My Doctor Ordered a Mammogram...But I'm A Guy

In my opinion, every guy should have the experience of having a mammogram at a women’s clinic… never.

When I think back in my lifetime to all the uncomfortable experiences I have encountered, few can rival walking into a clinic designed for women to have a mammogram. From the moment I walked in, I knew this would be a life-altering series of events. I showed up for my two o’clock appointment. If I could have read the receptionist’s mind, it might have gone something like this:

Receptionist: “Sir, do you know where you are? You are standing in a women’s clinic.”

Me: “Hi, I’m Bill Rotter and I am here for my mammogram.”

Receptionist: “Sir, I don’t think this is funny!”

Me: “Do you see me laughing? And by the way, you may want to check your bedside manner….” (under my breath, of course)

She then proceeded to tell me to go to the waiting room, and that I would be called soon. I remember entering a room accented in pink, filled with women of all ages that stared at me like I was completely naked. It would have been one thing if I was there with my wife, as surely I would have been there for her moral support and that may have been acceptable. But no one spoke a word, which in my mind meant they all wanted me to leave and respect their safe place. I chose a seat in a corner and went to look for a Sports Illustrated or Car and Driver magazine on the table next to me. Who was I kidding, neither existed in this waiting room...

Almost an hour went by, and women came and went. As each new woman entered, I’m sure they wondered to themselves what I was doing there. I finally found my courage and went back to my new receptionist friend to ask why I had not been called as of yet. She informed me that she had placed a call to my doctor. Apparently, my doctor only ordered the mammogram on my breast with the lump, and the procedure called for having a mammogram on both breasts. I wanted to ask the receptionist why she didn’t tell me this earlier, but didn’t bother. I pulled out my cellphone, called my doctor’s office, and spoke to his assistant to have the order corrected. A few moments later the necessary order came through, and after a short wait I was finally called in for my mammogram.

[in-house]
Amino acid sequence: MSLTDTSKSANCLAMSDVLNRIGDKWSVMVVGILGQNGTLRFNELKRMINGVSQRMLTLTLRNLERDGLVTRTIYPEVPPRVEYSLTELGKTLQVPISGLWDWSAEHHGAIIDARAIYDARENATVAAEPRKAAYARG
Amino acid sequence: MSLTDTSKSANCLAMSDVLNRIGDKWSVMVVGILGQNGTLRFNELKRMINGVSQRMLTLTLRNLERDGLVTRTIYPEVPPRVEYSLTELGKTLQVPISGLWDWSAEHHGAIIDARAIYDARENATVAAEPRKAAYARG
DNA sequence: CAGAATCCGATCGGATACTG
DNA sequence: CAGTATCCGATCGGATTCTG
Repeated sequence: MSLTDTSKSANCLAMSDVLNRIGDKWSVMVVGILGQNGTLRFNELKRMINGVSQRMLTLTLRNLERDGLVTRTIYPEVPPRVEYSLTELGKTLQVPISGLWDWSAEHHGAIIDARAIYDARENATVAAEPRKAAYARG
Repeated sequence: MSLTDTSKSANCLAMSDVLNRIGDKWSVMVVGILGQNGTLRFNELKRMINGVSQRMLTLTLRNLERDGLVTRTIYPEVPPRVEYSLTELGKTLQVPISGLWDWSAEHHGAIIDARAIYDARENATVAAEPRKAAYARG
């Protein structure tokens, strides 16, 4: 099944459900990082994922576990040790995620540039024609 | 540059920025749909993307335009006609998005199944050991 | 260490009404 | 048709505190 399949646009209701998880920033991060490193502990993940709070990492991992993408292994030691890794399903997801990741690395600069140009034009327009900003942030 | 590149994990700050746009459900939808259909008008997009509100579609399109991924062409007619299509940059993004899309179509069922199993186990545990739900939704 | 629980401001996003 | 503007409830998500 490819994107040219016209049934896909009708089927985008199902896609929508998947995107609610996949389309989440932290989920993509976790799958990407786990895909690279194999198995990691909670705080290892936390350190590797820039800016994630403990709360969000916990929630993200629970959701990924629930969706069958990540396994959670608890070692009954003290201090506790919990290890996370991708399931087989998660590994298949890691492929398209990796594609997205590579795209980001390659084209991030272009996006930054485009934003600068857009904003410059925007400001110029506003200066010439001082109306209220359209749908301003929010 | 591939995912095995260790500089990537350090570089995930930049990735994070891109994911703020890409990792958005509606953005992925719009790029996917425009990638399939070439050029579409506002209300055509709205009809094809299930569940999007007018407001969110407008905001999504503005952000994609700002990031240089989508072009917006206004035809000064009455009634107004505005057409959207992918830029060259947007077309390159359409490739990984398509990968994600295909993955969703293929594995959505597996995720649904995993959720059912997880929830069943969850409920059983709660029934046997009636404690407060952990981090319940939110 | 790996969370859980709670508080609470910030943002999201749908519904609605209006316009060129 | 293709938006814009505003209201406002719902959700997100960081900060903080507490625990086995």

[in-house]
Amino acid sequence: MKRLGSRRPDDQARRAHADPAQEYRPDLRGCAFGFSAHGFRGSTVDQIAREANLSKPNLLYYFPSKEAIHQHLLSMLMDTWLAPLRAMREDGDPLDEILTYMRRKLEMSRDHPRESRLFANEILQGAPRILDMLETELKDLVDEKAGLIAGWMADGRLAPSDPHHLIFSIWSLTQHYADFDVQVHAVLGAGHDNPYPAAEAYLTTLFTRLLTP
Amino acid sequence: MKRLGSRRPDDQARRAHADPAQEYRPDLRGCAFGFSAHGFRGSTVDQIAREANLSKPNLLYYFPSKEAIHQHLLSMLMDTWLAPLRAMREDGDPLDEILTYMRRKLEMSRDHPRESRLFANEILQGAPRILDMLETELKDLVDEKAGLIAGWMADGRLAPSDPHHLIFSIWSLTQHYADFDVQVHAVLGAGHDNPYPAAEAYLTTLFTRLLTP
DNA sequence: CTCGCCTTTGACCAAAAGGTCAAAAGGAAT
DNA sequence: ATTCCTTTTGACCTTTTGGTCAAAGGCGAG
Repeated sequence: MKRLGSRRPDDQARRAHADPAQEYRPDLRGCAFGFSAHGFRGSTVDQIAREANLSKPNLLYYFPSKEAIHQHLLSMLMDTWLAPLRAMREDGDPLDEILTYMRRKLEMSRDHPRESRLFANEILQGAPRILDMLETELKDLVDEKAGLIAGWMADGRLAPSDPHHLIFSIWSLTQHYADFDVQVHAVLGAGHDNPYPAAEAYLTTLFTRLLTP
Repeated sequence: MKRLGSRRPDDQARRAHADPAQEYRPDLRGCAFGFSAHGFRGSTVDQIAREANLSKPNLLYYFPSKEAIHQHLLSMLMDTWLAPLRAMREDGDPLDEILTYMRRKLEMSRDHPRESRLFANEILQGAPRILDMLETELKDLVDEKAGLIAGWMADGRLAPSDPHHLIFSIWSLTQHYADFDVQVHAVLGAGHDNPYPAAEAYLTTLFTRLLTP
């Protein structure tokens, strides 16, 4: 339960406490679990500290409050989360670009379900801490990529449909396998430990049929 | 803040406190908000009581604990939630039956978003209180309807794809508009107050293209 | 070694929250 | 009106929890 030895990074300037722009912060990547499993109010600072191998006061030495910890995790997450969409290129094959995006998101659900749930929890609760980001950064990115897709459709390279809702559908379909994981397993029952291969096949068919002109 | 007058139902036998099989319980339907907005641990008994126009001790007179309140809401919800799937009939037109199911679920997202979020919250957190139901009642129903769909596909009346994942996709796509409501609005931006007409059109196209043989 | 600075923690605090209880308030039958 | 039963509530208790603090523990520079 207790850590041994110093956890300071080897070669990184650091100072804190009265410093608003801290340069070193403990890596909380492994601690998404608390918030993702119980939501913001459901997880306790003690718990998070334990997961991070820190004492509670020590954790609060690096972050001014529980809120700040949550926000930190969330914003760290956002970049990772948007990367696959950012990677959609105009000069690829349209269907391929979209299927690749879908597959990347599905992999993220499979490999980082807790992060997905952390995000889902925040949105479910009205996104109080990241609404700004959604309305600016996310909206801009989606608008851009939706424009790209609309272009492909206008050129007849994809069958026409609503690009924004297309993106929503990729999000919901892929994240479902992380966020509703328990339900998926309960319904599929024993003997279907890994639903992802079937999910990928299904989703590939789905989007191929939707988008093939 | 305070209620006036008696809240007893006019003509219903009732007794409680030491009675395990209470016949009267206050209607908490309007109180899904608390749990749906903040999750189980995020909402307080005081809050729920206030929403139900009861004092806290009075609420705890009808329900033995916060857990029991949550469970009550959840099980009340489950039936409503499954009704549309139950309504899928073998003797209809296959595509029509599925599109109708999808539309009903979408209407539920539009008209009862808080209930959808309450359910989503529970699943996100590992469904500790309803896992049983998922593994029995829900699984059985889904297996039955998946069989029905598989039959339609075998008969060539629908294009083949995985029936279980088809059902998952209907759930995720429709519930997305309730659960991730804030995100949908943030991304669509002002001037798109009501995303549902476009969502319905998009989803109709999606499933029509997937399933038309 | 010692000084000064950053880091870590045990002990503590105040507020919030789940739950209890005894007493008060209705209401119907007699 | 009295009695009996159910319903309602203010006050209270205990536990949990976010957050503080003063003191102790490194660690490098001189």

As I entered the room, there was a large apparatus like nothing I had seen before. My middle-aged technician looked at me and mentioned that she had only had a few male patients for mammograms before me. She offered the disturbing news that mine may be rather difficult, due to my small breasts. Not exactly what I needed to hear at that moment. Despite this the mammogram went as well as expected, considering I really had nothing to compare it to. The technician was wonderful, and I jokingly remembered telling her that I would highly recommend her to all my male friends.  

I was put into another waiting room while the radiologist read my mammogram. After a short time, the radiologist entered and said she did not like what she had seen. She highly recommended an ultrasound to provide more clarity. I asked if it could be done right away – I didn’t want to go back to the waiting room where all the good magazines were in use. I felt like I really needed to keep my sense of humor, because I did not have a good feeling about what was to come. The radiologist was able to accommodate me, and a few minutes later I experienced my first ultrasound. It turned out to be a much easier procedure than my mammogram.

A week later, I had a biopsy to verify what the radiologist had predicted. It confirmed that I had breast cancer, all of which can be found in my first post entitled “A Male Breast Cancer Perspective.”

As I write this blog, it may appear that I did not enjoy my mammogram experience at the women’s clinic. I have to admit, aside from my first impression with the receptionist and the lack of good reading material, the entire team was fantastic – beginning with the technician, the nurse navigator, the nurses, and the radiologist. They all displayed a genuine interest in me from the moment I stepped out of the waiting room.

My sarcasm and satire is my attempt at sharing my level of difficulty at having breast cancer as a male. Breast cancer doesn’t discriminate, so it was challenging to have my initial testing done in a women’s clinic. I suppose I should be grateful on one hand, though, because many people faced with the fear of a cancer diagnosis do not have the ability to be treated near home within their community and are forced to travel great distances. My hope is that as we become more aware of the genetic component to cancer, we will become more sensitive to the fact that cancer does not discriminate.



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